The right time to introduce solids to your little one – Tips and tricks

Philips Mother and Child

Watching your baby grow and develop from when you first brought them home from the
hospital is an amazing experience that all parents don’t want to miss out on. And with
time comes change and growth and the biggest change that comes with your baby’s
growth and development is figuring out the right time to start introducing solid food into
their diet.

If your baby is breastfed, doctors usually recommend that you wait for the baby to be at least 6 months before introducing solids, even though for some babies the signs can start earlier on at around 4 months. In fact, there are quite a few tell-tale signs that will help you figure out whether your baby is ready for solids or not including – if your baby starts paying attention to you while you’re eating and attempts to grab your food to feed themselves, if they can support their neck and head, as well as sitting up without support – can be indicators that they are ready for the next step.

Once you figure this out – it is important that you realise what solid food really mean, for some you may think that it means normal food that everyone consumes, and while it is correct to some extent, the food needs to be pureed to make feeding a little simpler for you and the baby. As this will be the beginning of your baby’s nutritional journey following breastfeeding, you need to ensure that you feed them vitamin rich foods such as bananas, avocados, sweet potatoes, butternut squash, eggs, apple sauce, oats and cheese just to name a few.

And investing in the right equipment will make the process a lot easy for you. Most parents don’t have the luxury of time as you are usually mending the house, tending to your partner and other kids and in some instance, you may be employed full time. Investing in a baby food maker can make life a breeze, specifically one that can steam and blend the food all in one jar. If you want to save time, you can prepare different meals for your baby for the week ahead and freeze them in suitable baby food containers for later use.

However, as your little one goes through this development phase, they will take much longer to learn to like and eat new foods than they did as a baby. What’s more, sometimes they are likely to become more selective about foods they will eat. They are more assertive at this stage and will often refuse to eat certain foods. Refusing to eat new foods is a normal developmental phase and usually starts soon after they have begun walking.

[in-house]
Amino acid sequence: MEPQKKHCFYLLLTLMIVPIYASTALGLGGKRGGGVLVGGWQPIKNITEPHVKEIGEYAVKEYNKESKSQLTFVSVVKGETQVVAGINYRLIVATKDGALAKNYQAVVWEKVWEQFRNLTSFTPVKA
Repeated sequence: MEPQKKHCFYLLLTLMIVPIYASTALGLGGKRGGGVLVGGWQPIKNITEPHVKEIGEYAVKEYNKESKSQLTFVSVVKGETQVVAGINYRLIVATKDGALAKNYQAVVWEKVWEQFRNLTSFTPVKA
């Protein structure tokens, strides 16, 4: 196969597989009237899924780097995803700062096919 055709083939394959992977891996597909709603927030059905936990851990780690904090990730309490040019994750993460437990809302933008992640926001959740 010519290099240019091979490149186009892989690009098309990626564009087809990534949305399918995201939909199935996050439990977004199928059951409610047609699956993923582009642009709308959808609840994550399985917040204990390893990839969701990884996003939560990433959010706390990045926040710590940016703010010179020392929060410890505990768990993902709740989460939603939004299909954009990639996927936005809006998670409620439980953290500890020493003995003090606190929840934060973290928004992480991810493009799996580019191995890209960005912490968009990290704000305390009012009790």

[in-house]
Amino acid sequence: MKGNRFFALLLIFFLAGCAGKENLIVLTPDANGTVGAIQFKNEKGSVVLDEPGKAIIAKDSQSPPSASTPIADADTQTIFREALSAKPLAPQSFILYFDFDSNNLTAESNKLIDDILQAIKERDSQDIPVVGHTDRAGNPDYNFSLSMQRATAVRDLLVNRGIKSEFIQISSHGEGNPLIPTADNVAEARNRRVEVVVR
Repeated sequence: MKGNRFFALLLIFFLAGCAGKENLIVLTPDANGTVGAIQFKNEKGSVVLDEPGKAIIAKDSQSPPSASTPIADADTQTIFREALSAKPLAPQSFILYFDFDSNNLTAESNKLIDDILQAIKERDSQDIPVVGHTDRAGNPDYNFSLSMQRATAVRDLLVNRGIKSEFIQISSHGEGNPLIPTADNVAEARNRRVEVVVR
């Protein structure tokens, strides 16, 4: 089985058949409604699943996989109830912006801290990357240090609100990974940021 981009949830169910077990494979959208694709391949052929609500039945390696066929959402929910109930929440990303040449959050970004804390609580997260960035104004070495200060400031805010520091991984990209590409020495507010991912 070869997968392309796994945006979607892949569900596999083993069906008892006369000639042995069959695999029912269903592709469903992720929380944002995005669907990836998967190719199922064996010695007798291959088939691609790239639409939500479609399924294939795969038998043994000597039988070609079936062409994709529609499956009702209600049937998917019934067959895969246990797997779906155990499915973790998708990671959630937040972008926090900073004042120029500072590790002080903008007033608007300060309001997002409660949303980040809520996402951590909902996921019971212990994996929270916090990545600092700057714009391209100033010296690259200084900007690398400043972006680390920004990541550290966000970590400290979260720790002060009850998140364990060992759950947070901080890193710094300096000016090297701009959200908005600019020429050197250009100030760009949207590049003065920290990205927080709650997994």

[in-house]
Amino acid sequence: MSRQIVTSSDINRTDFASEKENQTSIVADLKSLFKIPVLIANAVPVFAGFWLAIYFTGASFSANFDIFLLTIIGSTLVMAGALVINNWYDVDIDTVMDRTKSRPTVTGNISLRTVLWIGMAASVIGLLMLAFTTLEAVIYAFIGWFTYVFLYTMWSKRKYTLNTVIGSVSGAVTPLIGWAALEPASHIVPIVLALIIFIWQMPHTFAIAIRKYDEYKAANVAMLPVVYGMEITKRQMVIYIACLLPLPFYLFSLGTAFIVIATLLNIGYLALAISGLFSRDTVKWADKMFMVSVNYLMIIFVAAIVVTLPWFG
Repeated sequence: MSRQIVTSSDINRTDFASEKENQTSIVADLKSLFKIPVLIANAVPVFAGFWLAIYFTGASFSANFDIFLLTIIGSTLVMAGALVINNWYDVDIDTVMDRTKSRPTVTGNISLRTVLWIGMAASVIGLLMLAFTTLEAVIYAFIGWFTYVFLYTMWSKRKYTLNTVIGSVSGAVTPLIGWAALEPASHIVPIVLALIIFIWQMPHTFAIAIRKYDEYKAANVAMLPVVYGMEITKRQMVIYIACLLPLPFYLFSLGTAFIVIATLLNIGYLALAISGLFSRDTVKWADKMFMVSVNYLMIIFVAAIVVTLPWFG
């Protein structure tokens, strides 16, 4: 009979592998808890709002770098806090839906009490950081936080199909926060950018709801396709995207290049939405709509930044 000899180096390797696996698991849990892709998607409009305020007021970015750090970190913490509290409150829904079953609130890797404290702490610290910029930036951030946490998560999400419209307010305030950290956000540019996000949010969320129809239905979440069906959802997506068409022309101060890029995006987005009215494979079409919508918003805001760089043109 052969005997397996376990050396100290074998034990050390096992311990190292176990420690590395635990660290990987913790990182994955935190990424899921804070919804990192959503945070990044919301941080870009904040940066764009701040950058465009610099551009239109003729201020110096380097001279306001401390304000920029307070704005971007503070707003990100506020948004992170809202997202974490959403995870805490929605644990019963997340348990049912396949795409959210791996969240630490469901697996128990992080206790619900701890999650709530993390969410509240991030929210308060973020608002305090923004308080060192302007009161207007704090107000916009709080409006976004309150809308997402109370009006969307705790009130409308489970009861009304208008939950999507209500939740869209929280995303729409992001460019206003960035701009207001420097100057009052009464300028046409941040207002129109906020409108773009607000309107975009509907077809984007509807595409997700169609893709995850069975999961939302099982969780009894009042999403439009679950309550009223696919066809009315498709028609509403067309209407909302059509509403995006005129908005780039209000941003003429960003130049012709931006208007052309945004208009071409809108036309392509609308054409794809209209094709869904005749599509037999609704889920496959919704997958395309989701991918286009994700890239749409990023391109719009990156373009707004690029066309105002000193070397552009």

Don’t let meal time become a struggle. Keep meals simple and here are some tips to keep in mind:

  • Encourage the family to eat together so that they will learn from copying their parents and older siblings – spacing meals appropriately.
  • Parents should comment positively about the foods offered to encourage babies and show them that the food is enjoyable.
  • A daily routine should be designed around their sleeping pattern. Babies don’t eat well if they become over hungry or very tired. Stick to the routine.
  • Large bottles of milk should be avoided. Too much milk will fill them up and leave them with little appetite for food.
  • Use brightly coloured bowls and utensils – as this will encourage them to eat.
  • Parents should praise their children when they eat well as they respond positively to praise.
  • A calm, relaxed environment without distractions such as TV, games and toys encourages positive eating habits.
  • A meal should be finished within about 20 to 30 minutes and parents have to accept that after this they are probably not going to eat any more.

Introducing solids in your baby’s diet is a big adjustment for both mother and baby as you slowly cut down on the number of times you breastfeed, it affords you with time to focus on you or on other things you were not able to do before. And for your little one, the adjustment may take a while as they are experiencing real food for the first time and adjusting to all the tastes and smells can be overwhelming. But just find comfort in knowing that they are growing healthy and strong.

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